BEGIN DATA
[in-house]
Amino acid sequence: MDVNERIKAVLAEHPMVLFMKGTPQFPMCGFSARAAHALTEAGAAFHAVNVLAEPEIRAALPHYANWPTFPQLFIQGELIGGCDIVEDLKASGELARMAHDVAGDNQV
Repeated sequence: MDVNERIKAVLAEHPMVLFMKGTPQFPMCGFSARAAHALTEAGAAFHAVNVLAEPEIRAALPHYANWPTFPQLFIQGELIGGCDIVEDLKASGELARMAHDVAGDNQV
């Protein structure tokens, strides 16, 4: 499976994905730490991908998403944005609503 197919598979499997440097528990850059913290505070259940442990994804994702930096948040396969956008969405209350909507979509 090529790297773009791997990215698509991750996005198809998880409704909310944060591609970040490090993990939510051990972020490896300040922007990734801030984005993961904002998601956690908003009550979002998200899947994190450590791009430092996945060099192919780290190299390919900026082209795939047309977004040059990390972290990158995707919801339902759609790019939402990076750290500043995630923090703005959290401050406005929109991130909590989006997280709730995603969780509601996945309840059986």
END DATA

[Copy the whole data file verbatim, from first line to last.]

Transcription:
[in-house]
Amino acid sequence: MDVNERIKAVLAEHPMVLFMKGTPQFPMCGFSARAAHALTEAGAAFHAVNVLAEPEIRAALPHYANWPTFPQLFIQGELIGGCDIVEDLKASGELARMAHDVAGDNQV
Repeated sequence: MDVNERIKAVLAEHPMVLFMKGTPQFPMCGFSARAAHALTEAGAAFHAVNVLAEPEIRAALPHYANWPTFPQLFIQGELIGGCDIVEDLKASGELARMAHDVAGDNQV
């Protein structure tokens, strides 16, 4: 499976994905730490991908998403944005609503 197919598979499997440097528990850059913290505070259940442990994804994702930096948040396969956008969405209350909507979509 090529790297773009791997990215698509991750996005198809998880409704909310944060591609970040490090993990939510051990972020490896300040922007990734801030984005993961904002998601956690908003009550979002998200899947994190450590791009430092996945060099192919780290190299390919900026082209795939047309977004040059990390972290990158995707919801339902759609790019939402990076750290500043995630923090703005959290401050406005929109991130909590989006997280709730995603969780509601996945309840059986």